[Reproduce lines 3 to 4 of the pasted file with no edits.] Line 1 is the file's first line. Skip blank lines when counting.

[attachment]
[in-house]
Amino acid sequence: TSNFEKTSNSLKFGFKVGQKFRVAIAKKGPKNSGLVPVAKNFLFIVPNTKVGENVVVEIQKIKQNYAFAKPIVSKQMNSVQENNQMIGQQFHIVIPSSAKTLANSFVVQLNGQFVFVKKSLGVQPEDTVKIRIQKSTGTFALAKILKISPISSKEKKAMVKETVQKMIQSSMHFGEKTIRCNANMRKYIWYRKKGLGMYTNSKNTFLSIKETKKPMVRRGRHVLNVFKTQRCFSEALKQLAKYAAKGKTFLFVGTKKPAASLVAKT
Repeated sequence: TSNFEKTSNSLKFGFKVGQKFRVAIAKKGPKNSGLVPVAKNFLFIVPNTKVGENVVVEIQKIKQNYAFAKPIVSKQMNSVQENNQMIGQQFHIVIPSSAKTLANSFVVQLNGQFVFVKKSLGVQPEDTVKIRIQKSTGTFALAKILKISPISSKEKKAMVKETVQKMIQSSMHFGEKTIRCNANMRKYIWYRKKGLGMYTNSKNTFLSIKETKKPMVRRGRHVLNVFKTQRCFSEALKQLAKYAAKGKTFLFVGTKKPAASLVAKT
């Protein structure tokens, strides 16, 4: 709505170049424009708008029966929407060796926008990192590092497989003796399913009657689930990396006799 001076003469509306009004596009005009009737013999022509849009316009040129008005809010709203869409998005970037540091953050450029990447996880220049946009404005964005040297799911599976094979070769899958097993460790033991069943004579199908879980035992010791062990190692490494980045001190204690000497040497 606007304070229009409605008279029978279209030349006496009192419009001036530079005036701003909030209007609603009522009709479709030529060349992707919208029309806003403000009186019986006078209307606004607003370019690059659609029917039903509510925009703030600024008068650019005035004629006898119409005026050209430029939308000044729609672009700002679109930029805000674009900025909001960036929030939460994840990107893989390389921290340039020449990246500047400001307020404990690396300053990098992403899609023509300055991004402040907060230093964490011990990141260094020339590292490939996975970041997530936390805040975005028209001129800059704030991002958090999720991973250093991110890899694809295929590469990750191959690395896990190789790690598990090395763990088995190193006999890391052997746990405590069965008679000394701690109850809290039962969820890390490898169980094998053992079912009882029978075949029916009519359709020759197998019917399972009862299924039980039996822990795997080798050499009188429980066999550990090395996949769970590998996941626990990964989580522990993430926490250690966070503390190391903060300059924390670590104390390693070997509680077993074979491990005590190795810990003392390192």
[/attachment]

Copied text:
Repeated sequence: TSNFEKTSNSLKFGFKVGQKFRVAIAKKGPKNSGLVPVAKNFLFIVPNTKVGENVVVEIQKIKQNYAFAKPIVSKQMNSVQENNQMIGQQFHIVIPSSAKTLANSFVVQLNGQFVFVKKSLGVQPEDTVKIRIQKSTGTFALAKILKISPISSKEKKAMVKETVQKMIQSSMHFGEKTIRCNANMRKYIWYRKKGLGMYTNSKNTFLSIKETKKPMVRRGRHVLNVFKTQRCFSEALKQLAKYAAKGKTFLFVGTKKPAASLVAKT
């Protein structure tokens, strides 16, 4: 709505170049424009708008029966929407060796926008990192590092497989003796399913009657689930990396006799 001076003469509306009004596009005009009737013999022509849009316009040129008005809010709203869409998005970037540091953050450029990447996880220049946009404005964005040297799911599976094979070769899958097993460790033991069943004579199908879980035992010791062990190692490494980045001190204690000497040497 606007304070229009409605008279029978279209030349006496009192419009001036530079005036701003909030209007609603009522009709479709030529060349992707919208029309806003403000009186019986006078209307606004607003370019690059659609029917039903509510925009703030600024008068650019005035004629006898119409005026050209430029939308000044729609672009700002679109930029805000674009900025909001960036929030939460994840990107893989390389921290340039020449990246500047400001307020404990690396300053990098992403899609023509300055991004402040907060230093964490011990990141260094020339590292490939996975970041997530936390805040975005028209001129800059704030991002958090999720991973250093991110890899694809295929590469990750191959690395896990190789790690598990090395763990088995190193006999890391052997746990405590069965008679000394701690109850809290039962969820890390490898169980094998053992079912009882029978075949029916009519359709020759197998019917399972009862299924039980039996822990795997080798050499009188429980066999550990090395996949769970590998996941626990990964989580522990993430926490250690966070503390190391903060300059924390670590104390390693070997509680077993074979491990005590190795810990003392390192």